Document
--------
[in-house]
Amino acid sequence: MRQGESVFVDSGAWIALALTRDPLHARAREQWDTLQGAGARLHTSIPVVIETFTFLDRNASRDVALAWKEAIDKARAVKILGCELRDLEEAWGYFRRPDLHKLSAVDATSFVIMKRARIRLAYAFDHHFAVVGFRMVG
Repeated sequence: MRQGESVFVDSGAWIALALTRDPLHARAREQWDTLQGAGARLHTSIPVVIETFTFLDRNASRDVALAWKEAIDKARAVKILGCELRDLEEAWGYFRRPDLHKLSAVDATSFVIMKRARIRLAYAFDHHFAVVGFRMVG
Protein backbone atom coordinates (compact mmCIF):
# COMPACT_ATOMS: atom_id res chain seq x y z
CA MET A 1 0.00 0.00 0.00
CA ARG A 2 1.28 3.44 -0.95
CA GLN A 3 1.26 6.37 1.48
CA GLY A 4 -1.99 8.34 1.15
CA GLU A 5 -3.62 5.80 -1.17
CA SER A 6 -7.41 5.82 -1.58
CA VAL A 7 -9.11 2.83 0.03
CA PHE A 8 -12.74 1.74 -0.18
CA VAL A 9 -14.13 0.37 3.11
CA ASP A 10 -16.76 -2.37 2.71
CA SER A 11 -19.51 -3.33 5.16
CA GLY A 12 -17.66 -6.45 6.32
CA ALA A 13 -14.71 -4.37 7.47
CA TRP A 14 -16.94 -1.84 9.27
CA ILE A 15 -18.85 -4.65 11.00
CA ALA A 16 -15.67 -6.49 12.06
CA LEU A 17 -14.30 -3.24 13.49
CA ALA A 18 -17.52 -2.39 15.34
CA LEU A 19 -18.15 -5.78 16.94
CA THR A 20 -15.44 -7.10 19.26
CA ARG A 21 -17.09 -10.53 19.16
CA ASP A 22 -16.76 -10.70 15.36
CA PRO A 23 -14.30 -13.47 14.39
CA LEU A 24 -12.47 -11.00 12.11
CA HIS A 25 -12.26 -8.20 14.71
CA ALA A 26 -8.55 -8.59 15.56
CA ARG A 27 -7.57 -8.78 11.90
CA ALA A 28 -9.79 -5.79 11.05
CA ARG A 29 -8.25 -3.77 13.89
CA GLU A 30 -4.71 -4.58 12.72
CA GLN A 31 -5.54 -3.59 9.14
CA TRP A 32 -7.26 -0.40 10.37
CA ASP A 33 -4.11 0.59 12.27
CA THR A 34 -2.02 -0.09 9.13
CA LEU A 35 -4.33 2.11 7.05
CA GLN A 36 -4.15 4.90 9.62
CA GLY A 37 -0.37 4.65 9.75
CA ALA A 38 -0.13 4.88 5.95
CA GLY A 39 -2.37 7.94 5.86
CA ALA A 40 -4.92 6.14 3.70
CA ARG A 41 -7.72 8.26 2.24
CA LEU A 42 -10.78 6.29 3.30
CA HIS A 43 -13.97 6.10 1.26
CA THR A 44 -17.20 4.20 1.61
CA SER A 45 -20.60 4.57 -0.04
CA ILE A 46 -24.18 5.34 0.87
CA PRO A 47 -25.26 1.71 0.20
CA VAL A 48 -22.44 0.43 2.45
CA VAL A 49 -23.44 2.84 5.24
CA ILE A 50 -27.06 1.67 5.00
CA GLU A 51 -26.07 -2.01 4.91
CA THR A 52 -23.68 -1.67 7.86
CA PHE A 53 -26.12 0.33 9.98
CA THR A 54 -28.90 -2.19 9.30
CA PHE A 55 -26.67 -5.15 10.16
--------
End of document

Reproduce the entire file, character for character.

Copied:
[in-house]
Amino acid sequence: MRQGESVFVDSGAWIALALTRDPLHARAREQWDTLQGAGARLHTSIPVVIETFTFLDRNASRDVALAWKEAIDKARAVKILGCELRDLEEAWGYFRRPDLHKLSAVDATSFVIMKRARIRLAYAFDHHFAVVGFRMVG
Repeated sequence: MRQGESVFVDSGAWIALALTRDPLHARAREQWDTLQGAGARLHTSIPVVIETFTFLDRNASRDVALAWKEAIDKARAVKILGCELRDLEEAWGYFRRPDLHKLSAVDATSFVIMKRARIRLAYAFDHHFAVVGFRMVG
Protein backbone atom coordinates (compact mmCIF):
# COMPACT_ATOMS: atom_id res chain seq x y z
CA MET A 1 0.00 0.00 0.00
CA ARG A 2 1.28 3.44 -0.95
CA GLN A 3 1.26 6.37 1.48
CA GLY A 4 -1.99 8.34 1.15
CA GLU A 5 -3.62 5.80 -1.17
CA SER A 6 -7.41 5.82 -1.58
CA VAL A 7 -9.11 2.83 0.03
CA PHE A 8 -12.74 1.74 -0.18
CA VAL A 9 -14.13 0.37 3.11
CA ASP A 10 -16.76 -2.37 2.71
CA SER A 11 -19.51 -3.33 5.16
CA GLY A 12 -17.66 -6.45 6.32
CA ALA A 13 -14.71 -4.37 7.47
CA TRP A 14 -16.94 -1.84 9.27
CA ILE A 15 -18.85 -4.65 11.00
CA ALA A 16 -15.67 -6.49 12.06
CA LEU A 17 -14.30 -3.24 13.49
CA ALA A 18 -17.52 -2.39 15.34
CA LEU A 19 -18.15 -5.78 16.94
CA THR A 20 -15.44 -7.10 19.26
CA ARG A 21 -17.09 -10.53 19.16
CA ASP A 22 -16.76 -10.70 15.36
CA PRO A 23 -14.30 -13.47 14.39
CA LEU A 24 -12.47 -11.00 12.11
CA HIS A 25 -12.26 -8.20 14.71
CA ALA A 26 -8.55 -8.59 15.56
CA ARG A 27 -7.57 -8.78 11.90
CA ALA A 28 -9.79 -5.79 11.05
CA ARG A 29 -8.25 -3.77 13.89
CA GLU A 30 -4.71 -4.58 12.72
CA GLN A 31 -5.54 -3.59 9.14
CA TRP A 32 -7.26 -0.40 10.37
CA ASP A 33 -4.11 0.59 12.27
CA THR A 34 -2.02 -0.09 9.13
CA LEU A 35 -4.33 2.11 7.05
CA GLN A 36 -4.15 4.90 9.62
CA GLY A 37 -0.37 4.65 9.75
CA ALA A 38 -0.13 4.88 5.95
CA GLY A 39 -2.37 7.94 5.86
CA ALA A 40 -4.92 6.14 3.70
CA ARG A 41 -7.72 8.26 2.24
CA LEU A 42 -10.78 6.29 3.30
CA HIS A 43 -13.97 6.10 1.26
CA THR A 44 -17.20 4.20 1.61
CA SER A 45 -20.60 4.57 -0.04
CA ILE A 46 -24.18 5.34 0.87
CA PRO A 47 -25.26 1.71 0.20
CA VAL A 48 -22.44 0.43 2.45
CA VAL A 49 -23.44 2.84 5.24
CA ILE A 50 -27.06 1.67 5.00
CA GLU A 51 -26.07 -2.01 4.91
CA THR A 52 -23.68 -1.67 7.86
CA PHE A 53 -26.12 0.33 9.98
CA THR A 54 -28.90 -2.19 9.30
CA PHE A 55 -26.67 -5.15 10.16